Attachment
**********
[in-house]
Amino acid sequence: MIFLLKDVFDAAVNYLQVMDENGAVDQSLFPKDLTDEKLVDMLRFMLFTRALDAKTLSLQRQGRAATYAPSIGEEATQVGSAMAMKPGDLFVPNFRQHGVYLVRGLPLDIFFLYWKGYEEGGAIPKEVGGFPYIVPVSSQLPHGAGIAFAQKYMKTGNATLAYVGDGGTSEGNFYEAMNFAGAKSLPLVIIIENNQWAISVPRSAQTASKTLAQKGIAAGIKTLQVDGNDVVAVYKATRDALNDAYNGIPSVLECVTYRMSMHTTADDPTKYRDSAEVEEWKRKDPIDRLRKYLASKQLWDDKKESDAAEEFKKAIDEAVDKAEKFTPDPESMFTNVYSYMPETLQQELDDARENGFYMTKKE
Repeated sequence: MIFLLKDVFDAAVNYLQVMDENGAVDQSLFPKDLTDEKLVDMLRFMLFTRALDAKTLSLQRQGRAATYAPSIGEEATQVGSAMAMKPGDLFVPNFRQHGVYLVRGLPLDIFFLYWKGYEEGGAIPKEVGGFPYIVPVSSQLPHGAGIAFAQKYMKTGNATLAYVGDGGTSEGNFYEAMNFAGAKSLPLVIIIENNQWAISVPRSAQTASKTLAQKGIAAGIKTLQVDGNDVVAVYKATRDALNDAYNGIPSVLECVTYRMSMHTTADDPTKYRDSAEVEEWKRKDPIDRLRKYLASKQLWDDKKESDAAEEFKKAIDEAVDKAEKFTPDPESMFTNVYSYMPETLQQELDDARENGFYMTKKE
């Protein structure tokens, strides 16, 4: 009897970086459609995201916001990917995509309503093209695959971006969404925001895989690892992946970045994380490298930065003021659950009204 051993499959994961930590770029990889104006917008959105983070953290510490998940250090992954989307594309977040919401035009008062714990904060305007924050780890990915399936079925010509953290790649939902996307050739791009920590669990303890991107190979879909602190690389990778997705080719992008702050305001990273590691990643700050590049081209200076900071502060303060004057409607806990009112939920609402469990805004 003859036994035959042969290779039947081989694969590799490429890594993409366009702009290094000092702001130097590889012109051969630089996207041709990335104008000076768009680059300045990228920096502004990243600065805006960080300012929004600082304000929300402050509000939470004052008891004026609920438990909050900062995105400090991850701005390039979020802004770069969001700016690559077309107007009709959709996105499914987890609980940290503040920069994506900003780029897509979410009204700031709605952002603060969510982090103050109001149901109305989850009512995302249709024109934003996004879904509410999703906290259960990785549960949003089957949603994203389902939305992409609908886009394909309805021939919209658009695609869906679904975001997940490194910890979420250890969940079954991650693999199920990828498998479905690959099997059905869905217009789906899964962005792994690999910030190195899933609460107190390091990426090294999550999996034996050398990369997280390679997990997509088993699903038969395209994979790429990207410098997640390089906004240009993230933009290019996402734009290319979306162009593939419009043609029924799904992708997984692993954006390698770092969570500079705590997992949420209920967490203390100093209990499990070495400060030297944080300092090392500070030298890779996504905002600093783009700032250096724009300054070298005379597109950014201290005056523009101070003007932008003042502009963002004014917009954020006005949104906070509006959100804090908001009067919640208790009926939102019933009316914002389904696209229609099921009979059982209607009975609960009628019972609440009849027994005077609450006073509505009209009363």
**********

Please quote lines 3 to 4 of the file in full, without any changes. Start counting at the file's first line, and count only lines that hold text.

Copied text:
Repeated sequence: MIFLLKDVFDAAVNYLQVMDENGAVDQSLFPKDLTDEKLVDMLRFMLFTRALDAKTLSLQRQGRAATYAPSIGEEATQVGSAMAMKPGDLFVPNFRQHGVYLVRGLPLDIFFLYWKGYEEGGAIPKEVGGFPYIVPVSSQLPHGAGIAFAQKYMKTGNATLAYVGDGGTSEGNFYEAMNFAGAKSLPLVIIIENNQWAISVPRSAQTASKTLAQKGIAAGIKTLQVDGNDVVAVYKATRDALNDAYNGIPSVLECVTYRMSMHTTADDPTKYRDSAEVEEWKRKDPIDRLRKYLASKQLWDDKKESDAAEEFKKAIDEAVDKAEKFTPDPESMFTNVYSYMPETLQQELDDARENGFYMTKKE
């Protein structure tokens, strides 16, 4: 009897970086459609995201916001990917995509309503093209695959971006969404925001895989690892992946970045994380490298930065003021659950009204 051993499959994961930590770029990889104006917008959105983070953290510490998940250090992954989307594309977040919401035009008062714990904060305007924050780890990915399936079925010509953290790649939902996307050739791009920590669990303890991107190979879909602190690389990778997705080719992008702050305001990273590691990643700050590049081209200076900071502060303060004057409607806990009112939920609402469990805004 003859036994035959042969290779039947081989694969590799490429890594993409366009702009290094000092702001130097590889012109051969630089996207041709990335104008000076768009680059300045990228920096502004990243600065805006960080300012929004600082304000929300402050509000939470004052008891004026609920438990909050900062995105400090991850701005390039979020802004770069969001700016690559077309107007009709959709996105499914987890609980940290503040920069994506900003780029897509979410009204700031709605952002603060969510982090103050109001149901109305989850009512995302249709024109934003996004879904509410999703906290259960990785549960949003089957949603994203389902939305992409609908886009394909309805021939919209658009695609869906679904975001997940490194910890979420250890969940079954991650693999199920990828498998479905690959099997059905869905217009789906899964962005792994690999910030190195899933609460107190390091990426090294999550999996034996050398990369997280390679997990997509088993699903038969395209994979790429990207410098997640390089906004240009993230933009290019996402734009290319979306162009593939419009043609029924799904992708997984692993954006390698770092969570500079705590997992949420209920967490203390100093209990499990070495400060030297944080300092090392500070030298890779996504905002600093783009700032250096724009300054070298005379597109950014201290005056523009101070003007932008003042502009963002004014917009954020006005949104906070509006959100804090908001009067919640208790009926939102019933009316914002389904696209229609099921009979059982209607009975609960009628019972609440009849027994005077609450006073509505009209009363």